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I Didn't Ask To Be Born    by Bill Cosby order for
I Didn't Ask To Be Born
by Bill Cosby
Order:  USA  Can
Center Street, 2012 (2011)
Hardcover, Softcover
* * *   Reviewed by Hilary Williamson

There's no one like Bill Cosby, not only for thinking outside the box, but also for examining that box from all angles. He does it again in I Didn't Ask To Be Born. His eighteen anecdotes range from childhood memories to observations of Cosby's own children and grandchildren, and are filled with wry wisdom. George Booth's black and white sketches underline the humor.

In Me and Marcia, Bill Cosby presents his 'most perfect moment as a television talk show host' and it's a gem. Bernadette is about the one who got away and why. The Morphamization of Peanut Armhouse is sort of a ghost story and reminiscent of the comedian's earliest works. And I loved Cosby's analysis of The Missing Pages in the bible and his comments on women's 'Eve DNA'!

As a fan of old John Ford Westerns, I also appreciated If Only Native Americans Knew Then What They Know Now, all about the challenges of circling wagons, the history of scalping, and how the bloodshed could have been avoided by an earlier introduction of casinos! And all parents take note - in the titular I Didn't Ask To Be Born piece, Cosby gives us the perfect response to that teen plaint.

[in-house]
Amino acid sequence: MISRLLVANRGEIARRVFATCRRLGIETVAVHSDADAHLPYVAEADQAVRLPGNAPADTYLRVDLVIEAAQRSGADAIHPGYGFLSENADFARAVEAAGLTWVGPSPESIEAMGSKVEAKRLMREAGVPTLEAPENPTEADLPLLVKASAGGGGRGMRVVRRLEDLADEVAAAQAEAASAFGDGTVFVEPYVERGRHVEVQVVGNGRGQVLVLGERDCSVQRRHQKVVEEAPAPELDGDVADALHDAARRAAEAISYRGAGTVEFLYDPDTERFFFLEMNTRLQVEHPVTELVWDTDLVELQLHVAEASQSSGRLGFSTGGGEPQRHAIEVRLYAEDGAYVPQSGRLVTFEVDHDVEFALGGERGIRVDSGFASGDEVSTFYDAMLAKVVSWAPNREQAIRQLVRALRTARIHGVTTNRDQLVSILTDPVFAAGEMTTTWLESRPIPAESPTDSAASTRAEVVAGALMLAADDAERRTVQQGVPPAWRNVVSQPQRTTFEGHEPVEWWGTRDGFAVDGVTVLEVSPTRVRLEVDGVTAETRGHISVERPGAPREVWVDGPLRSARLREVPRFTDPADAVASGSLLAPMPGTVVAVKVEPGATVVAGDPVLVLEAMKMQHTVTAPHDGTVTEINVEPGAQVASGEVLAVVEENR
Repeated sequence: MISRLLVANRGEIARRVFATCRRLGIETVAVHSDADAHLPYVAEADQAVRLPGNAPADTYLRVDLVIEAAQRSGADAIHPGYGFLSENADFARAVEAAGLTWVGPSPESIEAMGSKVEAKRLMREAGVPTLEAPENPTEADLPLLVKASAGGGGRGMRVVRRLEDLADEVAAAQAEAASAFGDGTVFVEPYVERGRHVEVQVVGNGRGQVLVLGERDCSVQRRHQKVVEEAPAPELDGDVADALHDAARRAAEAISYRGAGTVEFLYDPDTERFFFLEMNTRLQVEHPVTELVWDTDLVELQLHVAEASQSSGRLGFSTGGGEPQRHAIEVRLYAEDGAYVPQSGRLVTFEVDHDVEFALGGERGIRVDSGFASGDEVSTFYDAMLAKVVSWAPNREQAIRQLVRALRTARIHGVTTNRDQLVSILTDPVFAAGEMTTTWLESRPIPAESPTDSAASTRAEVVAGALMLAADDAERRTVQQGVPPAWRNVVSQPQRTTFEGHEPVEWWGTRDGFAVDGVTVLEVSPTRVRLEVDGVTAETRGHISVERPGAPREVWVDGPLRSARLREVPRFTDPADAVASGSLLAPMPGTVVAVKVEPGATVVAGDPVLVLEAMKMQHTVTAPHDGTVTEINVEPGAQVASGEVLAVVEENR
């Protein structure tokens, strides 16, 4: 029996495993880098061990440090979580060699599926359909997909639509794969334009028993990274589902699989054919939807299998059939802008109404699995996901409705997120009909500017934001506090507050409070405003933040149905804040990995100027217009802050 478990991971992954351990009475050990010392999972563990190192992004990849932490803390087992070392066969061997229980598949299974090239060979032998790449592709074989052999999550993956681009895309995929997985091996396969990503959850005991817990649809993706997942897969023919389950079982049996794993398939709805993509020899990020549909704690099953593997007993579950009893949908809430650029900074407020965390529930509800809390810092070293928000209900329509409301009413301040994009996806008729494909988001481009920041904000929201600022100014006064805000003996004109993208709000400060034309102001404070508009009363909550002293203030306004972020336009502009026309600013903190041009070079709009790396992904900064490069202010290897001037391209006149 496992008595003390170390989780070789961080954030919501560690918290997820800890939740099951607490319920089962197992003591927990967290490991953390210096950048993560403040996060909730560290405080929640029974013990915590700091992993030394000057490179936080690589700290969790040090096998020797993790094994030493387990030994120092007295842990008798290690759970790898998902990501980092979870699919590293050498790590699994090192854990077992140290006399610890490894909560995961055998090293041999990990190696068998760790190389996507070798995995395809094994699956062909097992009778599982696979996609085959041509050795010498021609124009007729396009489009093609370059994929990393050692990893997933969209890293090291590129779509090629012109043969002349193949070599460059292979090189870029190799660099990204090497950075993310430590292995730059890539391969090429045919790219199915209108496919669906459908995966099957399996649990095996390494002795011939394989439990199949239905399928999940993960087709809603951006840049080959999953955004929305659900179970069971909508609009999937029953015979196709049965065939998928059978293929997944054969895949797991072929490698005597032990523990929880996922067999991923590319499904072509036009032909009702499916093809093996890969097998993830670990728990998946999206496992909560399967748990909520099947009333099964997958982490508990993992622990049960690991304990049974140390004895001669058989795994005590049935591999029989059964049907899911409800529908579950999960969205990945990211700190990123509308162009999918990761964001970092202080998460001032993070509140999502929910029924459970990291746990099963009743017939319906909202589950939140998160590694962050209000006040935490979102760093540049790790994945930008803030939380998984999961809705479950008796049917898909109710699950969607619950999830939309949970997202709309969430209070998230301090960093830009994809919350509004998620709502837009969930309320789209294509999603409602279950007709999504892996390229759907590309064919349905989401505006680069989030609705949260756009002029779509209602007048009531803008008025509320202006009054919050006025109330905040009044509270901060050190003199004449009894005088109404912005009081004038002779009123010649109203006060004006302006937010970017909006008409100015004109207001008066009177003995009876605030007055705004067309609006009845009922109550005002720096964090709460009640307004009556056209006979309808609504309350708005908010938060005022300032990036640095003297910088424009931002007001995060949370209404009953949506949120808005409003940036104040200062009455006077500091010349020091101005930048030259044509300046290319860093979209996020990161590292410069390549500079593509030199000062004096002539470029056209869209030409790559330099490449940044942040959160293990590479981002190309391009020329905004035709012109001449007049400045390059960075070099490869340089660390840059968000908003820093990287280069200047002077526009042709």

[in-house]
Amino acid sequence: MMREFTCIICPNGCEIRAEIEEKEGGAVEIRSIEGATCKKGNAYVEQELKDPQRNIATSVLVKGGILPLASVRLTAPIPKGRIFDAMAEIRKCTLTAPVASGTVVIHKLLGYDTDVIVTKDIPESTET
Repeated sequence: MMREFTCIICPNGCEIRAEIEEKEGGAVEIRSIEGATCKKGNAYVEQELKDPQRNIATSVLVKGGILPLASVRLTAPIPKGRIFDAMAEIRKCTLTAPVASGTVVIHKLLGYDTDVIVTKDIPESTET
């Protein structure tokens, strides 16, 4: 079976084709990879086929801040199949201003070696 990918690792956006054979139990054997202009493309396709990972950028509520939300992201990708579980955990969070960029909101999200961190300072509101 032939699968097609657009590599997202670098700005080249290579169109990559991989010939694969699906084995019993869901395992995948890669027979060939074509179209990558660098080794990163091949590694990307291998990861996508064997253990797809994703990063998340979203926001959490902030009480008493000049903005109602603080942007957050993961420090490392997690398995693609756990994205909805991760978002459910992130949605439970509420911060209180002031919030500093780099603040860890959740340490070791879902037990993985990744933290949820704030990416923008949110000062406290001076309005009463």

As a martial arts student myself, I chuckled over Raise Your Tail!, in which Cosby comments on his grandson's performance kicking and punching the air: 'His opponent is invisible so I assume tai chi means "to beat up an invisible person."' That piece then moves on to Godzilla. In Cabbage Patch, he addresses parental mob behavior after the I want epidemic broke out.

I remember listening to records of Cosby's storytelling as a fascinated child. Though I liked reading I Didn't Ask To Be Born: (But I'm Glad I Was) very much, I am convinced that I would have enjoyed it even more in his own voice. And I'm very glad he was born too.

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